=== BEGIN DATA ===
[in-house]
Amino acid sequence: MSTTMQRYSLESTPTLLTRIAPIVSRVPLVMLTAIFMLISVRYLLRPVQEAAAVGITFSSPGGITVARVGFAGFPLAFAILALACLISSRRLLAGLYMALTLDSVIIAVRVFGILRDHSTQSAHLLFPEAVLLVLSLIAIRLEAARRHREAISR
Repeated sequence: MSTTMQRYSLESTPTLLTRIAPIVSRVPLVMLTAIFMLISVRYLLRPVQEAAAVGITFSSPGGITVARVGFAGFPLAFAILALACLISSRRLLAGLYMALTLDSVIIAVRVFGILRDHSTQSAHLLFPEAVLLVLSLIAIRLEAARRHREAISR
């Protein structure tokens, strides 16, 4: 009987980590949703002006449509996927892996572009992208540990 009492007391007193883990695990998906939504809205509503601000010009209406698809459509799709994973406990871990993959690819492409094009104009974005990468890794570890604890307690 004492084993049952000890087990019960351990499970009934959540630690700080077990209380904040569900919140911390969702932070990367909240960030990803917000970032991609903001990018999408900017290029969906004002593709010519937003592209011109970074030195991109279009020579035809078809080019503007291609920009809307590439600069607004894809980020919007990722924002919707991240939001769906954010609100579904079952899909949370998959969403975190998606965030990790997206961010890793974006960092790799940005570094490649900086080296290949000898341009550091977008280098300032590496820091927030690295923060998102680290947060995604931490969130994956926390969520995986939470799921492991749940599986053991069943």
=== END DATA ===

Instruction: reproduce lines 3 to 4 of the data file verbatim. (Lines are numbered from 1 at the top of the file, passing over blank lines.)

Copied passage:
Repeated sequence: MSTTMQRYSLESTPTLLTRIAPIVSRVPLVMLTAIFMLISVRYLLRPVQEAAAVGITFSSPGGITVARVGFAGFPLAFAILALACLISSRRLLAGLYMALTLDSVIIAVRVFGILRDHSTQSAHLLFPEAVLLVLSLIAIRLEAARRHREAISR
């Protein structure tokens, strides 16, 4: 009987980590949703002006449509996927892996572009992208540990 009492007391007193883990695990998906939504809205509503601000010009209406698809459509799709994973406990871990993959690819492409094009104009974005990468890794570890604890307690 004492084993049952000890087990019960351990499970009934959540630690700080077990209380904040569900919140911390969702932070990367909240960030990803917000970032991609903001990018999408900017290029969906004002593709010519937003592209011109970074030195991109279009020579035809078809080019503007291609920009809307590439600069607004894809980020919007990722924002919707991240939001769906954010609100579904079952899909949370998959969403975190998606965030990790997206961010890793974006960092790799940005570094490649900086080296290949000898341009550091977008280098300032590496820091927030690295923060998102680290947060995604931490969130994956926390969520995986939470799921492991749940599986053991069943």